- Space itself has a kick. The custom engine renders outer space the better than any game that I readily recall ever playing. The suns look like shimmering, vaporious balls of burning hydrogen. The asteroid fields look as brooding as you would expect for a bunch of dead rocks floating in space. Hyperspace sends you plunging through limitless nameless nebula. The planets... well, actually I guess the planets are a bit of a work in progress (making them landable is on the "to do" list) but they do not look out of place. Overall, if this is not the best looking space game there is, it should be in the top 1%.
- And yes, all the weapons have a kick to them as well, from the rolling metal of the multi-cannon gatling guns to the rapid pew pew of the pulse lasers. Some have more kick than others, true enough, but they are all supplemented with a fine feel of being mounted on the ship in deployable hardpoints. Much of what makes up this elaborate combat engine is basically all of the above combined. An enemy damages my windshield, and what happens next is incredible.
With no easy way to see who owns what, nor a way to see where the most players are, the online mode in Elite:Dangerous is not all that different from playing it solo. This is because the universe in Elite: Dangerous is huge, modeled at 1:1 scale to the real universe, and (in the spiral arm galaxy it simulates) there will be hundreds of thousands of solar systems, many rich enough that a player could choose to stage their whole spacer career there without ever leaving. So, once you get far enough out of the starting sector (of which there are about 50 or so) what are the odds you will ever bump elbows with another player?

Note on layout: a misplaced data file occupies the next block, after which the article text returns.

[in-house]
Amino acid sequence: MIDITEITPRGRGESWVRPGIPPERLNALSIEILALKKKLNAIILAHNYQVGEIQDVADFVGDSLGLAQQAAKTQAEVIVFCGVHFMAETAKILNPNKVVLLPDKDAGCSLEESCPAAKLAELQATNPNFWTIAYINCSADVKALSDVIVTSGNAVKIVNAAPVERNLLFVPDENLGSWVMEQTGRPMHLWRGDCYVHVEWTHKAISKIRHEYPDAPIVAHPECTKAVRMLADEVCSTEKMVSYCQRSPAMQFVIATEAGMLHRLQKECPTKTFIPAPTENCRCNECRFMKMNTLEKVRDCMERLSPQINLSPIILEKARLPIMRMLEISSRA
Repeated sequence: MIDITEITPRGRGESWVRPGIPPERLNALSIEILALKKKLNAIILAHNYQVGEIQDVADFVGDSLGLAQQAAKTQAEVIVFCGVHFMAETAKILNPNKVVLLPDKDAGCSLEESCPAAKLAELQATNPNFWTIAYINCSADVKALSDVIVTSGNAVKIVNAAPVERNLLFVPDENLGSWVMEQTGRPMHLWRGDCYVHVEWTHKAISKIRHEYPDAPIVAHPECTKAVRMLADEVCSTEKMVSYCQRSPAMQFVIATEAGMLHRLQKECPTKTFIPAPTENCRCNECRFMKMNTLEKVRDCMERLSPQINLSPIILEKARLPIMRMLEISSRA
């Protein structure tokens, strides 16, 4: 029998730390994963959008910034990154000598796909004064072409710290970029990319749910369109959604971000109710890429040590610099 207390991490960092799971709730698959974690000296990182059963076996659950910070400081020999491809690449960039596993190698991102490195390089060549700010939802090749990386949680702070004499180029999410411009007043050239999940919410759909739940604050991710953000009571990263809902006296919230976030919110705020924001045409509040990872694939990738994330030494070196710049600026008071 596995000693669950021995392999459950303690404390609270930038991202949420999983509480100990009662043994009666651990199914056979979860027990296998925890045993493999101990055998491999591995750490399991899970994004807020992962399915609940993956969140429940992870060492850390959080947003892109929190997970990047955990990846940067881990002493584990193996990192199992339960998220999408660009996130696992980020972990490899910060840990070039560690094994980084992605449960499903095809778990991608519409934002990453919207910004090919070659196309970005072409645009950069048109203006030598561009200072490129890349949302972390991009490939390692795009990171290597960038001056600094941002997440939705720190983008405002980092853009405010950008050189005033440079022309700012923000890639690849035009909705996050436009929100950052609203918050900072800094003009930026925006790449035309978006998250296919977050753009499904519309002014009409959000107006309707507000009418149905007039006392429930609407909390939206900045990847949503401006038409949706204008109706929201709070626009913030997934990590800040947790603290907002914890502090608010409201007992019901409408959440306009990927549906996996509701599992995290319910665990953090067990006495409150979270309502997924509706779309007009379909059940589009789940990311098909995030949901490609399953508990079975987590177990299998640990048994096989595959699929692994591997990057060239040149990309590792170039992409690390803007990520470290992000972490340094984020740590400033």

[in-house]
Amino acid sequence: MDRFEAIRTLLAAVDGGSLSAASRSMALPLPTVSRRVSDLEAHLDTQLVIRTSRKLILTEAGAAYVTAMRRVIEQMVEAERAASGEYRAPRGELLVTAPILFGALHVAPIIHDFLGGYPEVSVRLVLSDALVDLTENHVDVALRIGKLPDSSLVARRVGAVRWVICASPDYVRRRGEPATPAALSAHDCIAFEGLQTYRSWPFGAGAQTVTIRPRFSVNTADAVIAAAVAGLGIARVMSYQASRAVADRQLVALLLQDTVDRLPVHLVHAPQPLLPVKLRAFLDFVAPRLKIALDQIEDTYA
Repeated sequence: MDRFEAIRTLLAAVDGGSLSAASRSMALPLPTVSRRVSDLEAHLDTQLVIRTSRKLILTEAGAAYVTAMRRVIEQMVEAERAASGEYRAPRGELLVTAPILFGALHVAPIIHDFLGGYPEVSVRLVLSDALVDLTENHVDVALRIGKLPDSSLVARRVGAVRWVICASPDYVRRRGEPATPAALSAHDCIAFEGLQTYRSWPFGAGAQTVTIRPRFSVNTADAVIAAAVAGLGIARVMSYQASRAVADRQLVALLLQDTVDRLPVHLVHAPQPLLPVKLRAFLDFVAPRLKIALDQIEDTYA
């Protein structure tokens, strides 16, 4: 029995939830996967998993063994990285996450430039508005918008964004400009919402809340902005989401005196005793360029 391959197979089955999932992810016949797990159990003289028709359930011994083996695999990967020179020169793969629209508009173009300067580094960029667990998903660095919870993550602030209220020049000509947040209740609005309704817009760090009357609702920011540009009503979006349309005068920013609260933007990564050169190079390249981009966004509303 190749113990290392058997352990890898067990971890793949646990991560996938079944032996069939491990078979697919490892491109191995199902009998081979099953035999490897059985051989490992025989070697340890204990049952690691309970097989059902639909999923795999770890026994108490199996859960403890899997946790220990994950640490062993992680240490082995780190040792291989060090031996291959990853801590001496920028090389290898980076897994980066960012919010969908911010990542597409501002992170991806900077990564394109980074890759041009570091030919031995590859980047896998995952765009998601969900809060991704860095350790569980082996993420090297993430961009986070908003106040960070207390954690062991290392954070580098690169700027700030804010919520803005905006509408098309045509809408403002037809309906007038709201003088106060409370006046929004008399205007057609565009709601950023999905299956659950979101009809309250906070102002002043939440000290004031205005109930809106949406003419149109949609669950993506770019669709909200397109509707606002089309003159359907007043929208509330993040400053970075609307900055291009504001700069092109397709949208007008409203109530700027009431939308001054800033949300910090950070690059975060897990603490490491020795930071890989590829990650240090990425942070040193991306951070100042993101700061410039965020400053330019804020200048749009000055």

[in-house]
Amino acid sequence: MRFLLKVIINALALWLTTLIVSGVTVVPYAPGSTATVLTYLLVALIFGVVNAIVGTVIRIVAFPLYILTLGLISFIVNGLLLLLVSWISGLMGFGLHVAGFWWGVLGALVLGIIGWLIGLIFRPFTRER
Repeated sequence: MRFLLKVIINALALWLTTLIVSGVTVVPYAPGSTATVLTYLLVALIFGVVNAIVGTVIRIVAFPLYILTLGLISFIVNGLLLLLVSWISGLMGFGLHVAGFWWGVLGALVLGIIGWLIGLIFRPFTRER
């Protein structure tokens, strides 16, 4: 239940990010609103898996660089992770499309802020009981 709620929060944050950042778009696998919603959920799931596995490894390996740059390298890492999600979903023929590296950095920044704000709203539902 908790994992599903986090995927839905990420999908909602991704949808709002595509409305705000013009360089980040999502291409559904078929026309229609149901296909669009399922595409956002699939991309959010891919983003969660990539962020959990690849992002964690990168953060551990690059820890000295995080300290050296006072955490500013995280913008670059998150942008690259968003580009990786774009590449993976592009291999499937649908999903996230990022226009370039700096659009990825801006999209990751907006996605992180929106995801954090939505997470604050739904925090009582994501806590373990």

What I am suggesting here is that there needs to be better mechanics for interacting with other players over vast distances in order for the online mode to work. For that matter, even playing a game with friends is hard, because grouping up at the same system takes a lot of coordination to avoid getting separated. If you have a different enough ping than your friends, you may be excluded from interacting with them. (Don't hold me to this, though, I really haven't messed with the "group" mode much, but from the sounds of things it is basically just a "solo" game that you invite friends to.)
Overall, my lead critique of Elite: Dangerous is that it could probably use a better end game. Aside from PvP and grinding credits for bigger ships, what is there of worth to do in the Elite: Dangerous universe right now? Well, if you complete certain missions (and maybe other things), then this would seem to lightly influence buffs and debuffs on NPC factions. It is a start, but a really bare-bones implementation of player consequence that the game does not communicate clearly as making much difference. Unlike EVE Online, there's no player faction space holdings yet, but there have been developer interviews that established it is something they have put some thought into.
Despite this, I am not complaining, as Elite: Dangerous is well worth the price of admission simply for this gloriously atmospheric, well-balanced, plays fantastic, space exploration/combat simulator. However, as it is currently much ado about nothing, I wait with bated breath for what additional aspects of purpose the developers come up with and actually get around to implementing.